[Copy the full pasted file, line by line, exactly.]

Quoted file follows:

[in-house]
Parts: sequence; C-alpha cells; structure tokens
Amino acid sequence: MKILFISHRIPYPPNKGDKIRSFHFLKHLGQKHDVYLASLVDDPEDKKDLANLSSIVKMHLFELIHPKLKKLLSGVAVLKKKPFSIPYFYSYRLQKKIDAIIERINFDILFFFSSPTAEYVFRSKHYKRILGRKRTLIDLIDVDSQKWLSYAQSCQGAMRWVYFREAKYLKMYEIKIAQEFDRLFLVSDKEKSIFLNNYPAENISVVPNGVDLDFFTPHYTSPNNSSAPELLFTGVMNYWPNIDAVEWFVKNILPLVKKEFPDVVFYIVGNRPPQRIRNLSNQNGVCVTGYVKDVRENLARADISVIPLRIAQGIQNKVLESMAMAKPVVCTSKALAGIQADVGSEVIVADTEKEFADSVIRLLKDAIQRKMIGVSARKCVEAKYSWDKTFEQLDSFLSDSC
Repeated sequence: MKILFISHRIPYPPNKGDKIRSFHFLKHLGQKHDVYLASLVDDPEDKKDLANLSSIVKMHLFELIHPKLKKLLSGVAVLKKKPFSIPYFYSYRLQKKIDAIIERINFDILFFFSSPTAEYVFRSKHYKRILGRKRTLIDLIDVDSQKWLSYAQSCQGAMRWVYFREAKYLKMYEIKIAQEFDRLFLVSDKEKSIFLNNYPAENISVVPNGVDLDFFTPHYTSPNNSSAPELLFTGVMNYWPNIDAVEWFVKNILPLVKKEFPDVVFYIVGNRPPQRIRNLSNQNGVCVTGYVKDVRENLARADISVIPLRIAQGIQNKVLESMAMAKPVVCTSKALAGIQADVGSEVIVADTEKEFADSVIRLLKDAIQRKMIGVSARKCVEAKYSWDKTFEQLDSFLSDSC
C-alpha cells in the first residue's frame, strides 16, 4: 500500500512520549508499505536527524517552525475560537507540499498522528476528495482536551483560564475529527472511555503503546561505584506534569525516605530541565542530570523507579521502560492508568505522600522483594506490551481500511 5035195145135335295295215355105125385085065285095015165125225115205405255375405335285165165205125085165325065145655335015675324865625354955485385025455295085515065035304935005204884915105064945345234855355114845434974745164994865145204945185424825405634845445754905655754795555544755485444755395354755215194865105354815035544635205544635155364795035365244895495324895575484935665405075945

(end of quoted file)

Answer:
[in-house]
Parts: sequence; C-alpha cells; structure tokens
Amino acid sequence: MKILFISHRIPYPPNKGDKIRSFHFLKHLGQKHDVYLASLVDDPEDKKDLANLSSIVKMHLFELIHPKLKKLLSGVAVLKKKPFSIPYFYSYRLQKKIDAIIERINFDILFFFSSPTAEYVFRSKHYKRILGRKRTLIDLIDVDSQKWLSYAQSCQGAMRWVYFREAKYLKMYEIKIAQEFDRLFLVSDKEKSIFLNNYPAENISVVPNGVDLDFFTPHYTSPNNSSAPELLFTGVMNYWPNIDAVEWFVKNILPLVKKEFPDVVFYIVGNRPPQRIRNLSNQNGVCVTGYVKDVRENLARADISVIPLRIAQGIQNKVLESMAMAKPVVCTSKALAGIQADVGSEVIVADTEKEFADSVIRLLKDAIQRKMIGVSARKCVEAKYSWDKTFEQLDSFLSDSC
Repeated sequence: MKILFISHRIPYPPNKGDKIRSFHFLKHLGQKHDVYLASLVDDPEDKKDLANLSSIVKMHLFELIHPKLKKLLSGVAVLKKKPFSIPYFYSYRLQKKIDAIIERINFDILFFFSSPTAEYVFRSKHYKRILGRKRTLIDLIDVDSQKWLSYAQSCQGAMRWVYFREAKYLKMYEIKIAQEFDRLFLVSDKEKSIFLNNYPAENISVVPNGVDLDFFTPHYTSPNNSSAPELLFTGVMNYWPNIDAVEWFVKNILPLVKKEFPDVVFYIVGNRPPQRIRNLSNQNGVCVTGYVKDVRENLARADISVIPLRIAQGIQNKVLESMAMAKPVVCTSKALAGIQADVGSEVIVADTEKEFADSVIRLLKDAIQRKMIGVSARKCVEAKYSWDKTFEQLDSFLSDSC
C-alpha cells in the first residue's frame, strides 16, 4: 500500500512520549508499505536527524517552525475560537507540499498522528476528495482536551483560564475529527472511555503503546561505584506534569525516605530541565542530570523507579521502560492508568505522600522483594506490551481500511 5035195145135335295295215355105125385085065285095015165125225115205405255375405335285165165205125085165325065145655335015675324865625354955485385025455295085515065035304935005204884915105064945345234855355114845434974745164994865145204945185424825405634845445754905655754795555544755485444755395354755215194865105354815035544635205544635155364795035365244895495324895575484935665405075945